Can Teenagers Get Breast Cancer?

What to know about breast changes during puberty and breast cancer risk

Breast cancer is incredibly rare in teenagers. According to the American Cancer Society, between 2012 and 2016, the rate for female breast cancer in 15- to 19-year-olds in the United States was 0.1 in 100,000. That equals one teen in a million.

Breast changes are a normal part of growing up and nothing to be scared of. You may worry that these changes are related to cancer, but this is very unlikely.

This article will look at teenage breast cancer, including symptoms to look out for, myths about breast cancer, and normal breast changes in puberty.

Breast cancer awareness pink ribbon

Burak Karademir / Getty Images

Puberty and Overlapping Breast Cancer Symptoms 

When breasts begin to grow, they appear as a lump (called a breast bud) underneath the nipple. This is a normal part of the development process.

The breasts get bigger and rounder as the fatty tissue and milk-producing glands inside the breasts continue to grow. As the breast buds grow, you may notice tingling, aching, or itching in your chest, and your nipples may swell or become tender.

After your periods start, the changing hormones may make your breasts feel tender, swollen, or sore a week or so just before your period starts. This is all normal.

Breast Cancer Misconceptions

There’s a lot of misinformation and myths online about breast cancer. Don’t believe everything you read, particularly if it doesn’t come from a reliable medical source.

Some breast cancer myths include:

  • Finding a lump in your breast means you have breast cancer: Only a small percentage of breast lumps turn out to be cancer. 
  • Wearing a bra can cause breast cancer: There is no evidence that bras cause breast cancer.
  • Carrying your cell phone in your bra can cause breast cancer: There is no evidence of a connection between cell phones and breast cancer.
  • Breast cancer is contagious: You can’t catch breast cancer or transfer it to someone else’s body. 
  • Antiperspirants and deodorants cause breast cancer: Researchers at the National Cancer Institute (NCI) are not aware of any firm evidence linking the use of underarm antiperspirants or deodorants and the development of breast cancer.

Other Teenage Breast Changes

Plenty of changes happen to your breasts that are not cancer. Most breast lumps in teenage girls are fibroadenomas, which are noncancerous. These are caused by an overgrowth of connective tissue in the breast.

Fibroadenomas are the reason for 91% of all solid breast masses in girls younger than 19 years old. The lump is usually hard and rubbery, and you would be able to move it around with your fingers.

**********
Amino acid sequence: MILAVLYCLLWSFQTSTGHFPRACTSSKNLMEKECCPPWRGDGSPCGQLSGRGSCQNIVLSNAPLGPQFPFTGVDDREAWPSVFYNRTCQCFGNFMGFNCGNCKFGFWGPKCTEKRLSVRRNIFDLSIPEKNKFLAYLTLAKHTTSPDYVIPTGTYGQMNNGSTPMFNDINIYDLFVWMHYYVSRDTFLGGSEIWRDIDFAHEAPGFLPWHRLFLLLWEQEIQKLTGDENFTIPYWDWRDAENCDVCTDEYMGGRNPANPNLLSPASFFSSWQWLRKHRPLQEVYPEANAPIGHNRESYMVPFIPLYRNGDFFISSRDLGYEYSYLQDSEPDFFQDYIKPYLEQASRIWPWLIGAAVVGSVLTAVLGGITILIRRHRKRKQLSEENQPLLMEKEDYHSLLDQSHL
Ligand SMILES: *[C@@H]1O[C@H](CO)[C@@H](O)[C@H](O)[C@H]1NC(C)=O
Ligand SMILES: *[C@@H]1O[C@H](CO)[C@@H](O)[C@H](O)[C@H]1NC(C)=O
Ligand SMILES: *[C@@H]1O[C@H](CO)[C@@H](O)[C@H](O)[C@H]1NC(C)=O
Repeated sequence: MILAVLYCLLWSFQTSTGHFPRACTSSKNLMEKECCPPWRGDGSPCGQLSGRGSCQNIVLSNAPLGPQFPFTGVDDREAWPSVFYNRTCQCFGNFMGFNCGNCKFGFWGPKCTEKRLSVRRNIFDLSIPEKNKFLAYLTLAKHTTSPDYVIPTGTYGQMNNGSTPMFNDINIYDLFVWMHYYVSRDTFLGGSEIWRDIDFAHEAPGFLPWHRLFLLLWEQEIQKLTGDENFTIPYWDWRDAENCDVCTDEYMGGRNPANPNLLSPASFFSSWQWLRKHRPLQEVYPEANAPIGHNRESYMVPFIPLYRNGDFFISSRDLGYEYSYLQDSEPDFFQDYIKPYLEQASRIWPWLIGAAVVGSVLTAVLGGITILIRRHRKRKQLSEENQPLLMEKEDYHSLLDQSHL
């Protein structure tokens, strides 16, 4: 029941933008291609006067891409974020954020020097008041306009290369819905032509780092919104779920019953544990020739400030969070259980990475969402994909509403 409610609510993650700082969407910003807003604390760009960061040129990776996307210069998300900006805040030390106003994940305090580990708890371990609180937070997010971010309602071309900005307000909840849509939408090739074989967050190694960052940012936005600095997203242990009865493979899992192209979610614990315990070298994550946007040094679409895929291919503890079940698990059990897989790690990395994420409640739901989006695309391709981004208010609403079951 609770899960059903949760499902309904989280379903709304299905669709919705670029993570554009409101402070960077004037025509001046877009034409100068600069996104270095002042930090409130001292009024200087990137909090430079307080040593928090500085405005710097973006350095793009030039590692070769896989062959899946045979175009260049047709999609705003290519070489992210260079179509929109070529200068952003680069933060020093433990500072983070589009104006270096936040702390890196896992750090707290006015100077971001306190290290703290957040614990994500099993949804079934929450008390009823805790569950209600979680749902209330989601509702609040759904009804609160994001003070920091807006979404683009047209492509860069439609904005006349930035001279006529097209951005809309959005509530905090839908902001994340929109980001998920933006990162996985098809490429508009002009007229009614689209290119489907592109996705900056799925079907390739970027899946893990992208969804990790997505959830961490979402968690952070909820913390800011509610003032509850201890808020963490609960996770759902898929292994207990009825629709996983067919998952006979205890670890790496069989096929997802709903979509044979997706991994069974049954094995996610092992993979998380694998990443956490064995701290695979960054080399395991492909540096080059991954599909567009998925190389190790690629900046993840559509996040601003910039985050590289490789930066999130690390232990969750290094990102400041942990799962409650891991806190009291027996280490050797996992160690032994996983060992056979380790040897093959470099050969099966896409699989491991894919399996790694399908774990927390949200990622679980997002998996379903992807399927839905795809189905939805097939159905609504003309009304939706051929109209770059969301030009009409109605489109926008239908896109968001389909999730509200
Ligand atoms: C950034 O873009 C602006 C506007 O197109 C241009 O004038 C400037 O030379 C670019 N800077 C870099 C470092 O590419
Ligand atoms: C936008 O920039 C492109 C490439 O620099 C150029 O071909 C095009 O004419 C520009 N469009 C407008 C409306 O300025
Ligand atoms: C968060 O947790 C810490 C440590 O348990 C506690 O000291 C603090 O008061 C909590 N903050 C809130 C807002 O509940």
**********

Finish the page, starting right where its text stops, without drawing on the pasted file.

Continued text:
Other less common breast lumps in teens include cysts, which are noncancerous fluid-filled sacs. A breast cyst often feels smooth and soft. If you press on a cyst, it will feel a little like a water balloon.

Breasts and Birth Control

Some research has shown that taking hormonal birth control (the pill) slightly increases the risk of breast cancer. But once you stop using hormonal birth control, risk levels eventually return to normal.

An analysis of data from more than 150,000 women showed that, overall, women who had ever used oral contraceptives had a slight (7%) increase in the risk of breast cancer compared with women who had never used oral contraceptives.

If you use hormonal birth control and you’re concerned about your cancer risk, discuss your options with your doctor before stopping your birth control.

Typical Breast Cancer Age

The main factors that influence your risk of getting breast cancer include being a woman and getting older. Most breast cancers are found in women who are 50 years old or older. Only about 5% of breast cancer cases occur in women under 40 years of age.

Symptoms to Look For 

The most common symptom of breast cancer is a new lump or mass. Therefore, it’s important to have any new breast mass, lump, or breast change checked by an experienced healthcare professional.

Other possible symptoms of breast cancer include:

  • Swelling of all or part of a breast (even if no lump is felt)
  • Skin dimpling (sometimes looking like an orange peel)
  • Breast or nipple pain
  • Nipple retraction (turning inward)
  • Nipple or breast skin that is red, dry, flaking, or thickened
  • Nipple discharge (other than breast milk)
  • Swollen lymph nodes (Sometimes breast cancer can spread to lymph nodes under the arm or around the collarbone and cause a lump or swelling there, even before the original tumor in the breast is large enough to be felt.)